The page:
Monday, March 16, 2009

In Comedy Begins Responsibilities

One wonders how Jon Stewart must feel now that his encounter with Jim Cramer has prompted positive reaction from the White House and, as a corollary, BBC reporting on the White House reacting to Cramer's appearance on The Daily Show. Sadly, however, the BBC seems to have fallen into one of the favorite traps of American media, viewing the program as a "debate" and then trying to assess "who won." This misses the point. Satire is not about truth "winning" over falsehood or deception. It is about using humor to expose flaws, thus making others more aware, lest they be victimized by those flaws.

In this case, as the BBC report made clear, Stewart's real target was the abundance of flaws in how business news is reported on television, particularly on cable and, more specifically, in all-business-news-all-the-time channels like CNBC. Cramer was little more than a symptom of a far more dangerous disease, which is the risk that CNBC offers little more than entertainment disguised as business reporting. The irony, of course, is that The Daily Show has never concealed that it is only offering satire; but, through their satire, one often gets more "hard news" information than one gets from a channel like Headline News, whose original concept of summarizing world news in twenty minutes has now been stomped into oblivion by its own stable of opinion-mongers.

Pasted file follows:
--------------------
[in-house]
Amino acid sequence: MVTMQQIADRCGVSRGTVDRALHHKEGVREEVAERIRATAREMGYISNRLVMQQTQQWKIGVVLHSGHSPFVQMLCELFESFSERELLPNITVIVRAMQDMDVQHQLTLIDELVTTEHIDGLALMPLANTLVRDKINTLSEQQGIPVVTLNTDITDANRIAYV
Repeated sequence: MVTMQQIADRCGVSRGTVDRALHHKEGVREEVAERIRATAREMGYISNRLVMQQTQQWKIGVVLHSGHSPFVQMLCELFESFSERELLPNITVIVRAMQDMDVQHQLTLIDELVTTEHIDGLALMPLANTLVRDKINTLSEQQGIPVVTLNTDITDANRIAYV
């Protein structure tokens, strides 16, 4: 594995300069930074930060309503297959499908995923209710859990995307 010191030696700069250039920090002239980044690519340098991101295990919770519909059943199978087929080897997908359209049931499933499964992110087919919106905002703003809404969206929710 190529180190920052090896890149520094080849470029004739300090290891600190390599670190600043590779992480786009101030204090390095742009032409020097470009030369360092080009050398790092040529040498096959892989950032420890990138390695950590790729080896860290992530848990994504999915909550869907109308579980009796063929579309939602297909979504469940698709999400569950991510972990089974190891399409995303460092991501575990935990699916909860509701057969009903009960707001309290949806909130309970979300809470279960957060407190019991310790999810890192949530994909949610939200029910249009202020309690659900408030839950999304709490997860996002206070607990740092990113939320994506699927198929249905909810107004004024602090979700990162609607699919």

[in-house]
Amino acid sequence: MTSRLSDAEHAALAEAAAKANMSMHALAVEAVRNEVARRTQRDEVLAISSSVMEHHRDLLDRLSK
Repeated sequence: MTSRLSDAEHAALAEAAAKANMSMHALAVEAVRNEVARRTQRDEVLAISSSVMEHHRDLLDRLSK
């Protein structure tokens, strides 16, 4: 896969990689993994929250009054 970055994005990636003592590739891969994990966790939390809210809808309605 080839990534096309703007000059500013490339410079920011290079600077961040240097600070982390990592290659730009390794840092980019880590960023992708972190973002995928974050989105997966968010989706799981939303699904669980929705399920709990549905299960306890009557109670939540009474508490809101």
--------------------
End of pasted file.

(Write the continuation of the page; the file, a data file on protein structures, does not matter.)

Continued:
Even if this was not a real debate, there is much to be learned from Cramer's inability to hold up his side of the conversation. However, his poor performance on The Daily Show does not necessarily constitute poor performance in explaining business news to his viewers. He may have fallen into the same trap that closes on other guests, not only Stewart's but also Stephen Colbert's. This is the temptation to try to compete with the host in the arena of comedy. (I have a personal friend, whose wit I almost always appreciate, who tried to engage that wit while being interviewed by Colbert; and he was reduced to mincemeat in short order.) It is also possible that Cramer went in front of the Comedy Central cameras without thinking about whether or not he should have his own message for the viewers, something like, "You've had your fun, but Mad Money is still one of the better sources of investment advice." Of course, we should also recognize that Cramer's messages on CNBC are products of a team of writers, rather than Cramer's personal wisdom, just as Stewart's rapid-fire wit also relies on a team of writers (even if Stewart deserves full credit for his excellent delivery). In other words both of these guys are performers dependent on their script writers. However, Stewart does not pretend to be anything other than a performer. Is Cramer anything other than a performer? Personally, I do not think so, which is why I do not need someone like Stewart to warn me about the hazards of watching CNBC!

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